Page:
Journal of Neuroscience vol:24 issue:10 pages:2551-65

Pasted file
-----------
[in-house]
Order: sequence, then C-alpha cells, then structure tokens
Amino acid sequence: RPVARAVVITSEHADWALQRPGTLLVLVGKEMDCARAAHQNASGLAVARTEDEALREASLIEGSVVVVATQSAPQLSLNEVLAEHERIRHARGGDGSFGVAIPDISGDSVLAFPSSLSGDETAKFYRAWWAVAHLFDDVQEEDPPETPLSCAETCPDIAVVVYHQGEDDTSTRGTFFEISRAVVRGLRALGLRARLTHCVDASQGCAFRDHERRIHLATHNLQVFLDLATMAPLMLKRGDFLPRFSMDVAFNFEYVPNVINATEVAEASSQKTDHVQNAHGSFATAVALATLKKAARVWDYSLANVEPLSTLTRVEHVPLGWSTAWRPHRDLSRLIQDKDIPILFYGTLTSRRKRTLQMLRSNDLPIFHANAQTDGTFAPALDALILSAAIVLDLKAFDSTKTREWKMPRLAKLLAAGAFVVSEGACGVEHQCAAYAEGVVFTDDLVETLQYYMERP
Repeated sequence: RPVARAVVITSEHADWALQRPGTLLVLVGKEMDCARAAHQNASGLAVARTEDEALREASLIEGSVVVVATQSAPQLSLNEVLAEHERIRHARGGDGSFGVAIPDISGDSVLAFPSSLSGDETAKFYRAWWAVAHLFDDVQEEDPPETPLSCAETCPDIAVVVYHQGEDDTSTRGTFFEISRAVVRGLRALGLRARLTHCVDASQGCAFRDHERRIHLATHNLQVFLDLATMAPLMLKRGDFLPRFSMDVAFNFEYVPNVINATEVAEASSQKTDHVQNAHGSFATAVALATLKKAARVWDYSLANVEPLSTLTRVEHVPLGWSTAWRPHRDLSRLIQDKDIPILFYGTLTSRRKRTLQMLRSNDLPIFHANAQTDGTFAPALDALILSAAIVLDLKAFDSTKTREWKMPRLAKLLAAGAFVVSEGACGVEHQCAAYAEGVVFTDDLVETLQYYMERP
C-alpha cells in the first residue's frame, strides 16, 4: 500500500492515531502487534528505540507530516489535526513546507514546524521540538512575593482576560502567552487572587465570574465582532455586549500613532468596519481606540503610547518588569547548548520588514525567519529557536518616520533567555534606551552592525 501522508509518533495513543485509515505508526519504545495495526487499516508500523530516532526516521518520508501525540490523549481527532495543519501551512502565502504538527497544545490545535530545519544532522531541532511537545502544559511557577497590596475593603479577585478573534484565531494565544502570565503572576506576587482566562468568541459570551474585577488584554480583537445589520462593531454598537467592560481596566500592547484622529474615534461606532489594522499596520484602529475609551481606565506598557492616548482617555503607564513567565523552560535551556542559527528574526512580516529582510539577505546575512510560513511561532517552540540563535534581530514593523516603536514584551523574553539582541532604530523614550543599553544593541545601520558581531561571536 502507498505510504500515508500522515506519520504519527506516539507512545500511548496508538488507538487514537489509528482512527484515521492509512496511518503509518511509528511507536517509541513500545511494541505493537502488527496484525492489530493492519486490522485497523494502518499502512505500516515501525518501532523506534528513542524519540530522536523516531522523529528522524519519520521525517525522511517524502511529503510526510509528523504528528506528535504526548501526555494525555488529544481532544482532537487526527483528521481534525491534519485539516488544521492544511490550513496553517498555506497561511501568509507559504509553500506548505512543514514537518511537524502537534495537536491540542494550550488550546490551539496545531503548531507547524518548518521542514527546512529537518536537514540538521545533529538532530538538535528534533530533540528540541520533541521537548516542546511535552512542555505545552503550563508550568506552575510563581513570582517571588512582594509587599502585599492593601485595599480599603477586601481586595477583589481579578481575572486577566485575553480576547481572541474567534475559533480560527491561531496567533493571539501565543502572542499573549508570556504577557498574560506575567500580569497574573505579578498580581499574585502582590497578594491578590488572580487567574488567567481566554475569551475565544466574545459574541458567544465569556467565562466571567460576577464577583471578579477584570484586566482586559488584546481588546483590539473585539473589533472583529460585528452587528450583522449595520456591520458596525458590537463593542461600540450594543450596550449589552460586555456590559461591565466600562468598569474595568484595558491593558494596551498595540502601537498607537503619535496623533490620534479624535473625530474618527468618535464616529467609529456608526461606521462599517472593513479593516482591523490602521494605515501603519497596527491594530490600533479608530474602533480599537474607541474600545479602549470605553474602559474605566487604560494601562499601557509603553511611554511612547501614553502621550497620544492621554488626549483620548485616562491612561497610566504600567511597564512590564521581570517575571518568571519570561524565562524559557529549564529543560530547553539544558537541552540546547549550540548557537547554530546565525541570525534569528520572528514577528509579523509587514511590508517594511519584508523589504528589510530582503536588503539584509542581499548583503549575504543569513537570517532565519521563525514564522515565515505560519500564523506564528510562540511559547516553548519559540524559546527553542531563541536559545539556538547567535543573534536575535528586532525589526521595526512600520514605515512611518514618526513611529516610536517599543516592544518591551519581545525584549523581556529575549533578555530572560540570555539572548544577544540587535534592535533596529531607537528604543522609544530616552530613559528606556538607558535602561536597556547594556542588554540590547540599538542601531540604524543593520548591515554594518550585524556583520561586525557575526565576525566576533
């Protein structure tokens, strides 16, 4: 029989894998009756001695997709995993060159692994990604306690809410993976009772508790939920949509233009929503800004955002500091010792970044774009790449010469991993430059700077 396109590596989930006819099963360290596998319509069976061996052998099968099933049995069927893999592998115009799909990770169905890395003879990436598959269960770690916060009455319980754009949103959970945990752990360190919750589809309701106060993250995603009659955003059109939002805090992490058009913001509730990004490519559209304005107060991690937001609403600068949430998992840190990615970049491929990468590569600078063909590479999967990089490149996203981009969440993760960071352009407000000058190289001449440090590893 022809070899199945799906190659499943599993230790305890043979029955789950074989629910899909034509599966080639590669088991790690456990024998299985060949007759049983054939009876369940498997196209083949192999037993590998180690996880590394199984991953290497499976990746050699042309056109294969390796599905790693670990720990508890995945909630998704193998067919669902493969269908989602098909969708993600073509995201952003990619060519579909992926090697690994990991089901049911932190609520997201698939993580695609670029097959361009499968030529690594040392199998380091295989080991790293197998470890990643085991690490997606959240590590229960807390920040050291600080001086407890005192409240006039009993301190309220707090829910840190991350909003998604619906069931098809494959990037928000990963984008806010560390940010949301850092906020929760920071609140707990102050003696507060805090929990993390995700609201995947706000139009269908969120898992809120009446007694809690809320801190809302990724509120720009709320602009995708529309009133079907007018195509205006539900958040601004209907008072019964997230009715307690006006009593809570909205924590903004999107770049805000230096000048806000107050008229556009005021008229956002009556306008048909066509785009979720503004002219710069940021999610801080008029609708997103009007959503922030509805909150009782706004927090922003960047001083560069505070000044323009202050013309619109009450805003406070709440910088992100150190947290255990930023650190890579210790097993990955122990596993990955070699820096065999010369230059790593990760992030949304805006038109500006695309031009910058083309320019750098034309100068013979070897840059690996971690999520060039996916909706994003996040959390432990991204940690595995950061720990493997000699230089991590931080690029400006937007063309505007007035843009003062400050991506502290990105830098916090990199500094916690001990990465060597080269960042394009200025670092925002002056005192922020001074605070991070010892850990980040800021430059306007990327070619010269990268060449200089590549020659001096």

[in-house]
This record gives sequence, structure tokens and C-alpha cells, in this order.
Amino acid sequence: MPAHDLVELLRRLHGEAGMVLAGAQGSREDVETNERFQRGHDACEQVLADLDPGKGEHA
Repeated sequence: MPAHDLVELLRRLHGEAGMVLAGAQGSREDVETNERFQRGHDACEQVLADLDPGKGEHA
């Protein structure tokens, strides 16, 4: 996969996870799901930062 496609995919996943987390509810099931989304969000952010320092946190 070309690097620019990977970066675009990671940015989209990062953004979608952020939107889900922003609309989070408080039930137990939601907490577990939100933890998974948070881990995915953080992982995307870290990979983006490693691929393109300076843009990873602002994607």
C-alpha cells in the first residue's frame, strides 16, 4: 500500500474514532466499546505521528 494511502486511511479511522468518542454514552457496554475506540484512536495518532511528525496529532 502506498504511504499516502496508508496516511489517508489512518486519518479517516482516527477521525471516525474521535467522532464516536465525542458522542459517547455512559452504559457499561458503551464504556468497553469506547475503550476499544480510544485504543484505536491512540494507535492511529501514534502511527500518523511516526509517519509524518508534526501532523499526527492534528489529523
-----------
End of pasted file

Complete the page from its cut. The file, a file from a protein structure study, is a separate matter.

We compared neural substrates of two-dimensional shape processing in human and nonhuman primates using functional magnetic resonance (MR) imaging in awake subjects. The comparison of MR activity evoked by viewing intact and scrambled images of objects revealed shape-sensitive regions in occipital, temporal, and parietal cortex of both humans and macaques. Intraparietal cortex in monkeys was relatively more two-dimensional shape sensitive than that of humans. In both species, there was an interaction between scrambling and type of stimuli (grayscale images and drawings), but the effect of stimulus type was much stronger in monkeys than in humans. Shape- and motion-sensitive regions overlapped to some degree. However, this overlap was much more marked in humans than in monkeys. The shape-sensitive regions can be used to constrain the warping of monkey to human cortex and suggest a large expansion of lateral parietal and superior temporal cortex in humans compared with monkeys.